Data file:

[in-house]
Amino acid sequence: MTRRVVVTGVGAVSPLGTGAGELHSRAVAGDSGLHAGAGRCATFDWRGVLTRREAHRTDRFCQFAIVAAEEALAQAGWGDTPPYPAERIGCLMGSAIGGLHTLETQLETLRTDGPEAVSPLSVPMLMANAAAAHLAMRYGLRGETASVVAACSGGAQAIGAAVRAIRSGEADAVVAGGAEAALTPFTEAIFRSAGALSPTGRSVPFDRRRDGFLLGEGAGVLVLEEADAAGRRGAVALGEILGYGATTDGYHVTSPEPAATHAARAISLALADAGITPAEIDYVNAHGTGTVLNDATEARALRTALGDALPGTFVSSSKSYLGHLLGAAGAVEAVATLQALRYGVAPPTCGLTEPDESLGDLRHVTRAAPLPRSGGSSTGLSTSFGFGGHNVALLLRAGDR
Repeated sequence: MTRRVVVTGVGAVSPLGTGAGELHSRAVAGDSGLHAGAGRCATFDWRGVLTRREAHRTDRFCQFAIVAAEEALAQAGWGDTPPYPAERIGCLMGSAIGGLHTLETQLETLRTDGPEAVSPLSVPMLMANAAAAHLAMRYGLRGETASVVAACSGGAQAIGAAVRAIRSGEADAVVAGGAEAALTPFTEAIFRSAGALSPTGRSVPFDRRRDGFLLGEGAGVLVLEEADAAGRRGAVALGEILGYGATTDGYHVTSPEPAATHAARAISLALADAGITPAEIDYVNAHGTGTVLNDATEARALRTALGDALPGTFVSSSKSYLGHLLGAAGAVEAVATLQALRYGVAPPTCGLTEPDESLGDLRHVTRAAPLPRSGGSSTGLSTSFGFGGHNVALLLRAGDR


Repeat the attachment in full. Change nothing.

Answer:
[in-house]
Amino acid sequence: MTRRVVVTGVGAVSPLGTGAGELHSRAVAGDSGLHAGAGRCATFDWRGVLTRREAHRTDRFCQFAIVAAEEALAQAGWGDTPPYPAERIGCLMGSAIGGLHTLETQLETLRTDGPEAVSPLSVPMLMANAAAAHLAMRYGLRGETASVVAACSGGAQAIGAAVRAIRSGEADAVVAGGAEAALTPFTEAIFRSAGALSPTGRSVPFDRRRDGFLLGEGAGVLVLEEADAAGRRGAVALGEILGYGATTDGYHVTSPEPAATHAARAISLALADAGITPAEIDYVNAHGTGTVLNDATEARALRTALGDALPGTFVSSSKSYLGHLLGAAGAVEAVATLQALRYGVAPPTCGLTEPDESLGDLRHVTRAAPLPRSGGSSTGLSTSFGFGGHNVALLLRAGDR
Repeated sequence: MTRRVVVTGVGAVSPLGTGAGELHSRAVAGDSGLHAGAGRCATFDWRGVLTRREAHRTDRFCQFAIVAAEEALAQAGWGDTPPYPAERIGCLMGSAIGGLHTLETQLETLRTDGPEAVSPLSVPMLMANAAAAHLAMRYGLRGETASVVAACSGGAQAIGAAVRAIRSGEADAVVAGGAEAALTPFTEAIFRSAGALSPTGRSVPFDRRRDGFLLGEGAGVLVLEEADAAGRRGAVALGEILGYGATTDGYHVTSPEPAATHAARAISLALADAGITPAEIDYVNAHGTGTVLNDATEARALRTALGDALPGTFVSSSKSYLGHLLGAAGAVEAVATLQALRYGVAPPTCGLTEPDESLGDLRHVTRAAPLPRSGGSSTGLSTSFGFGGHNVALLLRAGDR